U+B450, 두
Composition: +
Dubeolsik input:e-n

Hangul Syllables

됴 ←→ 둬





  1. two


  • ” in Jeju's culture and language, Digital museum.



First attested in the Yongbi eocheonga (龍飛御天歌 / 용비어천가), 1447, as Middle Korean 두〯 (Yale: twǔ).


  • (SK Standard/Seoul) IPA(key): [tu(ː)]
  • Phonetic hangul: [(ː)]
    • Though still prescriptive in Standard Korean, the great majority of speakers (in both Koreas) no longer distinguish vowel length.
Revised Romanization?du
Revised Romanization (translit.)?du
Yale Romanization?twū


Korean numbers (edit)
 ←  1 2 3  → [a], [b], [c]
    Native isol.: (dul)
    Native attr.: (du)
    Sino-Korean: (i)
    Ordinal: 둘째 (duljjae)


  1. two (as a determiner before a noun or classifier)
    여자 상자 나르고 있다.
    Du yeojaga sangjadeureul nareugo itda.
    Two women are carrying boxes.
    오늘, 가게 다녀왔어.
    Oneul, nan geu gagee du beon danyeowasseo.
    I have been to the shop twice today.

Usage notesEdit

In modern Korean, numbers are usually written in Arabic numerals.

The Korean language has two sets of numerals: a native set of numerals inherited from Old Korean, and a Sino-Korean set which was borrowed from Middle Chinese in the first millennium C.E.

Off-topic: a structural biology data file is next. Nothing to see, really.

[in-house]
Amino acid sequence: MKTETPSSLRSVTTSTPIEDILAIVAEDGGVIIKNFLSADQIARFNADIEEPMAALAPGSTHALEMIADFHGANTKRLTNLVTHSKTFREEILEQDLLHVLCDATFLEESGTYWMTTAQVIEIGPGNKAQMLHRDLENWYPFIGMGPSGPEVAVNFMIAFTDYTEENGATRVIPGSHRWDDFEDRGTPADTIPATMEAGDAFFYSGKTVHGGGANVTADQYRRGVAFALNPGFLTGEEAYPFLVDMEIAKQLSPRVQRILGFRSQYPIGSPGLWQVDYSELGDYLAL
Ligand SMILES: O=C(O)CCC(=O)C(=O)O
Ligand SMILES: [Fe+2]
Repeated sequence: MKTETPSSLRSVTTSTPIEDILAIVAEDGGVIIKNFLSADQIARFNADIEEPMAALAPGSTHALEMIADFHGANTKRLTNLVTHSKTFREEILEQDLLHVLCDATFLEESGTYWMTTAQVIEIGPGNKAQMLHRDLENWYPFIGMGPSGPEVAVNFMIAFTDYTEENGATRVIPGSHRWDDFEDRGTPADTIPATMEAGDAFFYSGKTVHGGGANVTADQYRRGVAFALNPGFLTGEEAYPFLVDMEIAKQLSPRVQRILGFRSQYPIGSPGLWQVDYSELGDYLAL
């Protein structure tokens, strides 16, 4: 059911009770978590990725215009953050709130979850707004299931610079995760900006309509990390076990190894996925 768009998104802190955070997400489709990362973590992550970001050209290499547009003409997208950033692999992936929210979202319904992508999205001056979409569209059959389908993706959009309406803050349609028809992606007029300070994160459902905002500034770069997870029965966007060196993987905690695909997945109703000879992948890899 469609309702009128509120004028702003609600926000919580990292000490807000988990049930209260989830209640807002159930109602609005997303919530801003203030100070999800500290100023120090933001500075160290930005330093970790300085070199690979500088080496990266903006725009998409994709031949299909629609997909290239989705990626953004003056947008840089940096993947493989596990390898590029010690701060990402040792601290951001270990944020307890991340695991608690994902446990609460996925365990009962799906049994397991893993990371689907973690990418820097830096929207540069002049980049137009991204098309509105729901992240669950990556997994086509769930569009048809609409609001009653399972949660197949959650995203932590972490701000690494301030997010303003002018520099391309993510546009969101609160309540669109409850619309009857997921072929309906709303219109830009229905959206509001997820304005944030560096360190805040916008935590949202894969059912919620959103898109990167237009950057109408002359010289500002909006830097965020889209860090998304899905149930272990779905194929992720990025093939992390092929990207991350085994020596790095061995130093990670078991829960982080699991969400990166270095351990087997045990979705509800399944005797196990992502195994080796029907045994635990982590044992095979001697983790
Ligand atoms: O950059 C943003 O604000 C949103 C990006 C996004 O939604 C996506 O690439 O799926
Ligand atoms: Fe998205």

Native classifiers take native numerals.

Some Sino-Korean classifiers take native numerals, others take Sino-Korean numerals, while yet others take both.

Recently loaned classifiers generally take Sino-Korean numerals.

For many terms, a native numeral has a quantifying sense, whereas a Sino-Korean numeral has a sense of labeling.

  • 반(班) (se ban, three school classes, native numeral)
  • 반(班) (sam ban, Class Number Three, Sino-Korean numeral)

When used in isolation, native numerals refer to objects of that number and are used in counting and quantifying, whereas Sino-Korean numerals refer to the numbers in a more mathematical sense.

  • 하나 주세요 (hanaman deo juseyo, Could you give me just one more, please, native numeral)
  • 더하기 ? (Il deohagi ireun?, What's one plus one?, Sino-Korean numeral)

While older stages of Korean had native numerals up to the thousands, native numerals currently exist only up to ninety-nine, and Sino-Korean is used for all higher numbers. There is also a tendency—particularly among younger speakers—to uniformly use Sino-Korean numerals for the higher tens as well, so that native numerals such as 일흔 (ilheun, “seventy”) or 아흔 (aheun, “ninety”) are becoming less common.